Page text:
The creator of Ubisoft’s widely successful Assassin’s Creed franchise, Patrice Desilets has shared some new insight on his depart from the company. When speaking with Gameology, Desilets explained the difficulties that he experienced while working for a major company. He explained that he had to come up with “political” lies during interviews to relay to the media.
“My biggest struggle with being in an organization is that I was the guy at the end or in the middle also… I was the guy doing interviews like what we’re doing right now and I had to come up with political lying and I would receive comments and decisions made by other people and not me because it’s all about compromising when you’re in a big organization somehow,” he said. “And as my role, the creative director, it’s tough to live by the decisions of others when being in front of the camera or Skype and I said I’m not a really good liar so I can’t do it anymore.”Desilets also added “And then I also realized that when you do a really big franchise, you also make money for other people and they don’t really care about you (Laugh). So I said, enough! if I do another Assassin’s Creed at least it would be for me and my guys and also for Quebec and for my people in Montreal.”
Desilets said that it took him some time to leave Ubisoft. He now heads up a studio office called Panache. The team curently has 24 staffers, but they aim to grow to 30 by the end of the year although Desilets doesn’t expect them to grow any larger than that. By comparison 800 people worked on Assassin’s Creed II. One of the benefits of working on a smaller team is that everyone knows each other, which most likely isn’t the case for teams that worked on the big Assassin’s Creed games when Desilets was at Ubisoft.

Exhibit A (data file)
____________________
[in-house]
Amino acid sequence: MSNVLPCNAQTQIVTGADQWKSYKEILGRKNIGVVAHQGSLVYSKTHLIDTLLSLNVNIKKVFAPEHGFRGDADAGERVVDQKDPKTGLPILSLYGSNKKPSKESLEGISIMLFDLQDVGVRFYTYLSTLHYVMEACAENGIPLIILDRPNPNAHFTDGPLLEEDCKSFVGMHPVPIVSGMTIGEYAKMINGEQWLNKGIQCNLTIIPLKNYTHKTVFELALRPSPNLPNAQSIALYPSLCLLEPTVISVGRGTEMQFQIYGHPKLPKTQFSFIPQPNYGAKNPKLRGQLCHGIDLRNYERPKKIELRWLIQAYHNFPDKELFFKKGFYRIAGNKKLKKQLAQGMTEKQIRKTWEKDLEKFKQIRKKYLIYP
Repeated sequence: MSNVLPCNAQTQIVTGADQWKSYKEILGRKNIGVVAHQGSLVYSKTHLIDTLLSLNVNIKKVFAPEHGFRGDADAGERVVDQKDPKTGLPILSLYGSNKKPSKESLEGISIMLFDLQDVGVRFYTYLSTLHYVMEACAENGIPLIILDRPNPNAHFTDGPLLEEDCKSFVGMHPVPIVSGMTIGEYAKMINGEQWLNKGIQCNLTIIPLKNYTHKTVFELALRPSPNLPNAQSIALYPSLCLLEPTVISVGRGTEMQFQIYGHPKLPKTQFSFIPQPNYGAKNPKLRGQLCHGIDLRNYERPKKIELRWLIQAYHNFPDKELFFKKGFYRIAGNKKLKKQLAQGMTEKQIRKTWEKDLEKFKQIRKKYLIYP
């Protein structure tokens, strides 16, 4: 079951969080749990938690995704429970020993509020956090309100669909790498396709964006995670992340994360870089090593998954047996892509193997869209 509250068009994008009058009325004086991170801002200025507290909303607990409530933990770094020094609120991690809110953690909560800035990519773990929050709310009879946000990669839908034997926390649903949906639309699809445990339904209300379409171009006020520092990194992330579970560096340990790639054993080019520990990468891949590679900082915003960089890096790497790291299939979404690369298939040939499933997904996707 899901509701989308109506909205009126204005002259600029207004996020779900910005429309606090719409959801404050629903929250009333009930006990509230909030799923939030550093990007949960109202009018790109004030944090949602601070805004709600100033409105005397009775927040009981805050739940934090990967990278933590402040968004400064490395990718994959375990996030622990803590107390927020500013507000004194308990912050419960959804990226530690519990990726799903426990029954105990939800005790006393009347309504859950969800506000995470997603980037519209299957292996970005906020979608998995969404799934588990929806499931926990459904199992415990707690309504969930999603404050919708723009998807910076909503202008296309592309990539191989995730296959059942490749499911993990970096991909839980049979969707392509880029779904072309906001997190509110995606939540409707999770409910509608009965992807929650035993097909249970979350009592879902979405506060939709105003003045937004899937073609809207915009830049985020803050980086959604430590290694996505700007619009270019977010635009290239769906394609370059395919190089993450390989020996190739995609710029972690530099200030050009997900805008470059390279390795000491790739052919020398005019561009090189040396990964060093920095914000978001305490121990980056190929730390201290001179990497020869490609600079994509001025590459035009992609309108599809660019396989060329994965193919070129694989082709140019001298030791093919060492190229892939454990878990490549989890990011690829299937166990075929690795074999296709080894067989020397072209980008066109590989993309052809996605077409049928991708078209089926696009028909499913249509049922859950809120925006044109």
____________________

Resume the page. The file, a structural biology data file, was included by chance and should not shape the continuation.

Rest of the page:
Also during the interview, Desilets said Penache will eventually create the game 1666: Amsterdam which he regained the rights to during his lawsuit with Ubisoft. “That’s my game about the devil in us that we are all good guys but sometimes we’re not and how come sometimes we’re not?” he said. “And it’s an international subject matter also and in our culture the devil symbol is there so I want to attack that and eventually we’re going to make it here at Panache.” For more info you can view the full interview here.
Not much is known about 1666, it was first revealed through a 2012 trademark application and also through THQ bankruptcy documents. Ubisoft picked up the rights for 1666 at THQ’s bankruptcy auction. They paid $2.5 million for not only 1666, but also the THQ Montreal studio and a new game code named Underdog.
Desilets left Ubisoft in 2010 to establish THQ Montreal, but became a Ubisoft employee again when the company bought out the studio in 2012. Desilets didn’t remain at Ubisoft long though, in May of 2013 he claimed that he was fired by Ubisoft and went on to sue the company attempting to reclaim the rights to 1666 in the process. According to Desilets, 1666, at least at one time, was to be the new Assassin’s Creed.
The next title from Desilets and Panache is Ancestors: The HumanKind Odyssey, which is a third person adventure game that takes place 10 million years in the past. The game was originally going to be release episodically but that is no longer the case.